Searching over 5,500,000 cases.


searching
Buy This Entire Record For $7.95

Download the entire decision to receive the complete text, official citation,
docket number, dissents and concurrences, and footnotes for this case.

Learn more about what you receive with purchase of this case.

Nicole Smith v. Daniel

Florida Court of Appeals, First District

June 4, 2018

Betty Caitlin Nicole Smith, Appellant,
v.
Zachary Taylor Daniel, Appellee.

         Not final until disposition of any timely and authorized motion under Fla. R. App. P. 9.330 or 9.331.

          On appeal from the Circuit Court for Madison County. E. Bailey Browning, III, Judge.

          Betty Smith, pro se, Appellant.

          Zachary Daniel, pro se, Appellee.

          Per Curiam.

         Appellant, the mother, appeals that portion of the "Final Judgment of Dissolution of Marriage with Dependent or Minor Child" ordering shared parental responsibility and granting supervised parenting time between the parties' minor child and Appellee, the father. Because those provisions of the final judgment ignore an unexpired Kentucky Domestic Violence Order of Protection entered against the father, and for additional reasons discussed below, we reverse.

         A trial court has "broad discretion" in determining time-sharing matters and parenting plans, and its decision will not be disturbed on appeal absent an abuse of discretion. J.N.S. v. A.M.A., 194 So.3d 559, 560 (Fla. 5th DCA 2016); Miller v. Miller, 842 So.2d 168, 169 (Fla. 1st DCA 2003). In the present case, however, we hold the trial court did abuse its discretion by failing to accord full faith and credit due the Kentucky Domestic Violence Order of Protection under 18 U.S.C. § 2265(a)[1] and section 741.315(2), Florida Statutes (2016).[2] See also § 61.526(1), Fla. Stat. (2016).[3] Significantly, the Order of Protection prohibits the father from coming within 500 feet of the minor child. By granting the father "parenting time, " even though supervised, the final order directly contravenes the explicit terms of the Order of Protection.

         Furthermore, the Order of Protection was direct and unrefuted evidence of domestic violence against the mother and the minor child by the father. Although the trial court did find that domestic violence occurred during the marriage because the father did not refute the mother's allegations of the violence, there is nothing in the final order suggesting that the trial court seriously considered this finding in carrying out its duty to determine the best interests of the child according to the provisions of sections 61.13(2)(c)2.[4] and 61.13(3)(m), [5] Florida Statutes (2016). Nor can the court's pronouncement that the father should enjoy shared parental responsibility and visitation with the minor child be reconciled to its crediting of the mother's testimony that the domestic violence "did substantial emotional damage to the Child" and "that the Child's conditions and [medical] status require special consideration and attention by the Court."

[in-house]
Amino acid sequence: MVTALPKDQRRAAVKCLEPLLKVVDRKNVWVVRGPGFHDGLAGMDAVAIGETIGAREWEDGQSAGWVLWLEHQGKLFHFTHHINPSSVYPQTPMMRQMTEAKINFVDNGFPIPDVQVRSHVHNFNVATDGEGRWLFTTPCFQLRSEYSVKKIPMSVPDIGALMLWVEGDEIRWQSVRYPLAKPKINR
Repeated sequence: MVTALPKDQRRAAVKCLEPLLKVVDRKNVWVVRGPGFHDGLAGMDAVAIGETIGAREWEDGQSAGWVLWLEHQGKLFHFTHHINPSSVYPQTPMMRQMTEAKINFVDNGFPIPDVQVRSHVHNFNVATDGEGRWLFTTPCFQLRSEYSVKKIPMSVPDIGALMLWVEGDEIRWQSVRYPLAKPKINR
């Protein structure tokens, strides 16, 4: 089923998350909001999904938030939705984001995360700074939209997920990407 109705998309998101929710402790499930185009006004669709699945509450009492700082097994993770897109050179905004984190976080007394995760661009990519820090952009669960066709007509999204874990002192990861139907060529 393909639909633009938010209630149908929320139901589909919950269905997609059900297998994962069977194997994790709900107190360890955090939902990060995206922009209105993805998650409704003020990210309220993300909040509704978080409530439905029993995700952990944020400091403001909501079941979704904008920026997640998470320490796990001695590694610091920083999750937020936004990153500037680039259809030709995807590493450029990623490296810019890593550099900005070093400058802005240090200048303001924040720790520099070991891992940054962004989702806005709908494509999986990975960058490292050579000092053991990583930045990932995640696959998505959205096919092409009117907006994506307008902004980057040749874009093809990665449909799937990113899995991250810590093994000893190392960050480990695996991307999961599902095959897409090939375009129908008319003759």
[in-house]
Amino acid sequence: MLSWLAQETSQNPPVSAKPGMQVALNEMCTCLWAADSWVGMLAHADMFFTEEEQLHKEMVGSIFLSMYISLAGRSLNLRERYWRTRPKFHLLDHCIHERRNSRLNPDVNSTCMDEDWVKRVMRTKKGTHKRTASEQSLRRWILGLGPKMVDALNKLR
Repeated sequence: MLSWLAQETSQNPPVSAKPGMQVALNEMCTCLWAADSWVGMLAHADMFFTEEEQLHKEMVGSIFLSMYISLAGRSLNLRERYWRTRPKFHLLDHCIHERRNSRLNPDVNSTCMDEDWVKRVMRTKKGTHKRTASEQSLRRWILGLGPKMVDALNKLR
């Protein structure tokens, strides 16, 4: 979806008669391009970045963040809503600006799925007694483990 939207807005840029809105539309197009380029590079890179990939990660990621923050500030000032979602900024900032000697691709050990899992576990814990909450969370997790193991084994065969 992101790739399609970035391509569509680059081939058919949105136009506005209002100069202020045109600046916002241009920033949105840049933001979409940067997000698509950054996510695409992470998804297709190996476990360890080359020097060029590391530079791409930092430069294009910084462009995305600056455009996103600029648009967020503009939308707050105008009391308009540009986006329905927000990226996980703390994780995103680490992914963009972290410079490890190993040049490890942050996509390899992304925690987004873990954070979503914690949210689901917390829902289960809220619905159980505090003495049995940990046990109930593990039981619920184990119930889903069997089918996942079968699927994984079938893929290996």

In addition, apart from giving a passing mention to domestic violence, which, as previously noted, is a factor to be considered under section 61.13(3)(m), the final order is otherwise devoid of any suggestion that the trial court considered the remaining factors in section 61.13(3)(a)-(t), Florida Statutes (2016), in order to determine the best interests of the child. See Bainbridge v. Pratt, 68 So.3d 310, 313 (Fla. 1st DCA 2011) (concluding that while "there is no statutory requirement that a trial court engage in a discussion as to each of the factors [in section 61.13(3)], a discussion of the relevant factors can be helpful in determining whether the trial court's judgment is supported by competent, substantial evidence"). For this reason, we conclude that the trial court's award of shared parental responsibility and parenting time is not based on competent, substantial evidence.

         Thus, we reverse that portion of the "Final Judgment of Dissolution of Marriage with Dependent or Minor Child" relating to shared parental responsibility and parenting time. We remand the case to the trial court with instructions for it to reconsider, and if necessary, to take additional evidence on and make findings concerning, the Kentucky Domestic Violence Protection Order and the best interests of the child, as those factors directly affect the issues of shared parental responsibility and parenting time.

         Affirmed, in part, Reversed, in part, and Remanded for further proceedings.

          Lewis, Roberts, and Jay, JJ, concur

---------


Buy This Entire Record For $7.95

Download the entire decision to receive the complete text, official citation,
docket number, dissents and concurrences, and footnotes for this case.

Learn more about what you receive with purchase of this case.